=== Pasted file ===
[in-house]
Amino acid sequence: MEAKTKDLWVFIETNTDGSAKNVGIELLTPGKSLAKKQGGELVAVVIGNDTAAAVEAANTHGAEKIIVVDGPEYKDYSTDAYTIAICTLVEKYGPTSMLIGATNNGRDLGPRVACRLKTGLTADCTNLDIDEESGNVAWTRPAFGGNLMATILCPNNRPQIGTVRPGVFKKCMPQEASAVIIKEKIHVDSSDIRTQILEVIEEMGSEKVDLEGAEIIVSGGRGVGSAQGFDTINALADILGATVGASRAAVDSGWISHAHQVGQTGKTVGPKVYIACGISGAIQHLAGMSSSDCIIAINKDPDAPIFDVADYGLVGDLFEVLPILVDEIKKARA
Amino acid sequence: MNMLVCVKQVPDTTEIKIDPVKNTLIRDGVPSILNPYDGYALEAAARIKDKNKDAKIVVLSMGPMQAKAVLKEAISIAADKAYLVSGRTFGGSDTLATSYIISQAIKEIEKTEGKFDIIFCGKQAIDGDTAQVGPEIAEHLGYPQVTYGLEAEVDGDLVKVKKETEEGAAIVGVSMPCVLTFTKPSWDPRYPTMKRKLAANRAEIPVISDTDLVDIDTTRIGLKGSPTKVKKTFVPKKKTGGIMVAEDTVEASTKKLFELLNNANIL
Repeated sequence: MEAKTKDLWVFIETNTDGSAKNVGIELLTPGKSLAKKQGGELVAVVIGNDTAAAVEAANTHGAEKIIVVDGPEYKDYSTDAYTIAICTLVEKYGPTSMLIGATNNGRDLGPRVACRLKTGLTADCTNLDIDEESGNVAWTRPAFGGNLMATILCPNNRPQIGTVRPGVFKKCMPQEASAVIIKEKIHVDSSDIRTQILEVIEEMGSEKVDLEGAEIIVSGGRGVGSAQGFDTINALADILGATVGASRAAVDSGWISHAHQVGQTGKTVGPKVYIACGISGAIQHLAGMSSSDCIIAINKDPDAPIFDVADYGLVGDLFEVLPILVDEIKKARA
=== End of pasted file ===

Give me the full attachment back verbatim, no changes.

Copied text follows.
[in-house]
Amino acid sequence: MEAKTKDLWVFIETNTDGSAKNVGIELLTPGKSLAKKQGGELVAVVIGNDTAAAVEAANTHGAEKIIVVDGPEYKDYSTDAYTIAICTLVEKYGPTSMLIGATNNGRDLGPRVACRLKTGLTADCTNLDIDEESGNVAWTRPAFGGNLMATILCPNNRPQIGTVRPGVFKKCMPQEASAVIIKEKIHVDSSDIRTQILEVIEEMGSEKVDLEGAEIIVSGGRGVGSAQGFDTINALADILGATVGASRAAVDSGWISHAHQVGQTGKTVGPKVYIACGISGAIQHLAGMSSSDCIIAINKDPDAPIFDVADYGLVGDLFEVLPILVDEIKKARA
Amino acid sequence: MNMLVCVKQVPDTTEIKIDPVKNTLIRDGVPSILNPYDGYALEAAARIKDKNKDAKIVVLSMGPMQAKAVLKEAISIAADKAYLVSGRTFGGSDTLATSYIISQAIKEIEKTEGKFDIIFCGKQAIDGDTAQVGPEIAEHLGYPQVTYGLEAEVDGDLVKVKKETEEGAAIVGVSMPCVLTFTKPSWDPRYPTMKRKLAANRAEIPVISDTDLVDIDTTRIGLKGSPTKVKKTFVPKKKTGGIMVAEDTVEASTKKLFELLNNANIL
Repeated sequence: MEAKTKDLWVFIETNTDGSAKNVGIELLTPGKSLAKKQGGELVAVVIGNDTAAAVEAANTHGAEKIIVVDGPEYKDYSTDAYTIAICTLVEKYGPTSMLIGATNNGRDLGPRVACRLKTGLTADCTNLDIDEESGNVAWTRPAFGGNLMATILCPNNRPQIGTVRPGVFKKCMPQEASAVIIKEKIHVDSSDIRTQILEVIEEMGSEKVDLEGAEIIVSGGRGVGSAQGFDTINALADILGATVGASRAAVDSGWISHAHQVGQTGKTVGPKVYIACGISGAIQHLAGMSSSDCIIAINKDPDAPIFDVADYGLVGDLFEVLPILVDEIKKARA